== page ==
A current eFirst paper by Jiaxi Xu et al. published in Synthesis DOI: 10.1055/s-0033-1338743 describes a simple and synthetically practical method to produce alkylsulfonyl chlorides from an alkyl chloride, bromide or mesylate.
Many of the previous methods for the formation of sulfonyl chlorides, such as the Reed reaction, have been referenced by Xu in his paper, but from these methods it is generally accepted that S-alkyl isothiourea salts are considered as easily accessible, inexpensive, and green starting materials.
The oxidative chlorosulfonation transformation of S-alkyl isothiourea salts into sulfonyl chlorides can be achieved by using many different reagents such as chlorine gas, H2O2–HCl, KMnO4/HCl, HCl-treated silica gel with PhIO and NaClO3/HCl. Xu has previously published the use of N-chlorosuccinimides and NaClO2 as the oxidative chlorinating reagents under acidic conditions but it was thought that the use of house-hold bleach would simplify product purification and be more atom efficient (scheme 1).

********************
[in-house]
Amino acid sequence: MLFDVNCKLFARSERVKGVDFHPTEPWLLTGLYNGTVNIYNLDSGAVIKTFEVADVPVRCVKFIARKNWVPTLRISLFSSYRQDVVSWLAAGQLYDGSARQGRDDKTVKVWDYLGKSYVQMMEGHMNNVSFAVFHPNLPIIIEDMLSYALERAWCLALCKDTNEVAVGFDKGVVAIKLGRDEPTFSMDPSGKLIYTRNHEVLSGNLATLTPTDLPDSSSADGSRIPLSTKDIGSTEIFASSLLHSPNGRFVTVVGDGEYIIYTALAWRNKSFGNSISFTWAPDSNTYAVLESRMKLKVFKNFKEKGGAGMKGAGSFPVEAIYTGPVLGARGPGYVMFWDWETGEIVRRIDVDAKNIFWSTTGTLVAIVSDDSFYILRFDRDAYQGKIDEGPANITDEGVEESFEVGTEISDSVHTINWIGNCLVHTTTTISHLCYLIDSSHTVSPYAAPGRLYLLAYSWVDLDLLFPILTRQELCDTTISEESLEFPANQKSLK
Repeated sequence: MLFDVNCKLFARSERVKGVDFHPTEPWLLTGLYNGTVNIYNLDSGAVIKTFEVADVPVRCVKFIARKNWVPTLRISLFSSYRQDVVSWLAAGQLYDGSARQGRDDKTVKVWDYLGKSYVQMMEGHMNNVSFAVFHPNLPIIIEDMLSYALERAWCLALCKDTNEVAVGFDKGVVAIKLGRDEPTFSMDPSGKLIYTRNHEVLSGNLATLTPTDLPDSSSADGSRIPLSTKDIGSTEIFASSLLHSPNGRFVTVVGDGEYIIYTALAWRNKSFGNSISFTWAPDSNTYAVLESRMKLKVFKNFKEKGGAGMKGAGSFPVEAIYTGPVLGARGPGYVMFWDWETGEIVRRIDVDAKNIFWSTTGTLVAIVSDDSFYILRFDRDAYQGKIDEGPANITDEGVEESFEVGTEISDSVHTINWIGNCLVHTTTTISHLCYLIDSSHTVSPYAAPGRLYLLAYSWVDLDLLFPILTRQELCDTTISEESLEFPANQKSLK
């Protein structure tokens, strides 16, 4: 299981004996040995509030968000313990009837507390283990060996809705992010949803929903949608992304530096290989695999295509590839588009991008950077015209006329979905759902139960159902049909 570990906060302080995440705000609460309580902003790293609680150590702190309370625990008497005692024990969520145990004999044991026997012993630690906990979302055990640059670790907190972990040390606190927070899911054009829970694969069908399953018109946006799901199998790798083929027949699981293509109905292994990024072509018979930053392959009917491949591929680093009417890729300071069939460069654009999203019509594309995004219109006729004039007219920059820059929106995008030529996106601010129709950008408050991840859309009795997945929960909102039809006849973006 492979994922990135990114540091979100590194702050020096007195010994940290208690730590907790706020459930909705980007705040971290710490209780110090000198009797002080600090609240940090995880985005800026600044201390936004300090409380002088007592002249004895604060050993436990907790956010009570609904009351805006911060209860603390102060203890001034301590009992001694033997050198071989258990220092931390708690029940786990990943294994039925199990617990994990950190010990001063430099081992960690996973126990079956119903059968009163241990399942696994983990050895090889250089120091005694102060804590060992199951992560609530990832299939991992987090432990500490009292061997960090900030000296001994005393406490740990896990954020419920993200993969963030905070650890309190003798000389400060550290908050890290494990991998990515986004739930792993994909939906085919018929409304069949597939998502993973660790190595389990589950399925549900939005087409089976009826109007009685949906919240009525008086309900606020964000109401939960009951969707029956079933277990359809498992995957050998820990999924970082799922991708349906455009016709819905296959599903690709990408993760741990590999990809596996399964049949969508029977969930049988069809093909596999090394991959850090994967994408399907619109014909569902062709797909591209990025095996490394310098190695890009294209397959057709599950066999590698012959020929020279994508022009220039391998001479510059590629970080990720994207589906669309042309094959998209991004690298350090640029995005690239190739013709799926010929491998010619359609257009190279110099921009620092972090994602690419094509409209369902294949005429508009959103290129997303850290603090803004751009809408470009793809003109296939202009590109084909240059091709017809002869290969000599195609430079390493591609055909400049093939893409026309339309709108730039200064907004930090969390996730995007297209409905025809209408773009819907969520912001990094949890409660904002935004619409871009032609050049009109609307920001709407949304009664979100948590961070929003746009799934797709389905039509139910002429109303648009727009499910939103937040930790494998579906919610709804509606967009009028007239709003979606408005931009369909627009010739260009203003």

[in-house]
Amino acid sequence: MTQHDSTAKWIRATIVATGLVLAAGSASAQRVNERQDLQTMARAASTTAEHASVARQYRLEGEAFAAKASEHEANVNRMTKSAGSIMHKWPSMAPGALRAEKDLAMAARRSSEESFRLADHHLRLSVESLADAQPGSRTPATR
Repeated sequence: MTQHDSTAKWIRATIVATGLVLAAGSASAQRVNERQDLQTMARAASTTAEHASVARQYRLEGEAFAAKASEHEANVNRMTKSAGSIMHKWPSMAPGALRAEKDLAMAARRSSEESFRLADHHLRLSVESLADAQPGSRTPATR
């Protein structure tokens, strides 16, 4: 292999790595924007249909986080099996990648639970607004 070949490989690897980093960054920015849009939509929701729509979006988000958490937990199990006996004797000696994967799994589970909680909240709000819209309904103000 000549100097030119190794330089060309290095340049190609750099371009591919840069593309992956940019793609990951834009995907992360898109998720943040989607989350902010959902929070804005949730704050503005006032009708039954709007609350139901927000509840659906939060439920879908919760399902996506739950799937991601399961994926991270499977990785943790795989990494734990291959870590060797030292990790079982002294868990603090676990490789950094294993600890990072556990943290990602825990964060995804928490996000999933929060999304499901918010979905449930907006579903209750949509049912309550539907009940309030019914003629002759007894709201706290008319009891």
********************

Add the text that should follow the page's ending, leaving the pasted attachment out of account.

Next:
Table 1 describes some of the early optimisation of the oxidative chlorosulfonation step. Xu suggest that to achieve the best results the bleach should be titrated to know the actual concentration of NaClO.
S-alkyl isothiourea salt 2a was not entirely soluble in water and so would contaminate the product 3a when it was isolated by filtration. By adding diethyl ether to the reaction highly pure 3a could be isolated and the amount of undesired hydrolysed product was reduced. With these newly optimised reaction conditions Xu synthesised a range of alkyl and benzyl sulfonyl chlorides in very good yields (Table 2).
To show that this chemistry was scalable Xu preformed a reaction on a 50 mmol scale and achieved a 96% yield over the 2 steps (scheme 2).
A mechanism similar to that proposed by Xu for his NCS/HCl oxidative chlorosulfonation has been postulated (scheme 3). In mild acidic aqueous solutions a chlorinium ion will be formed which is able to transform the S-alkyl
isothiourea salt into alkylsulfonyl methanimidamide salt 4 by 2 chlorination oxidation steps. 4 is then hydrolysed to sulfinic acid 5 which is subsequently oxidised to sulfonyl chloride 3.
This synthesis of alkylsulfonyl chlorides presented by Xu represents a cheap, simple and scalable method. With the use of bleach as the oxidant and without the need for any chromatography this method is one of the more environmentally friendly processes to produce alkylsulfonyl chlorides.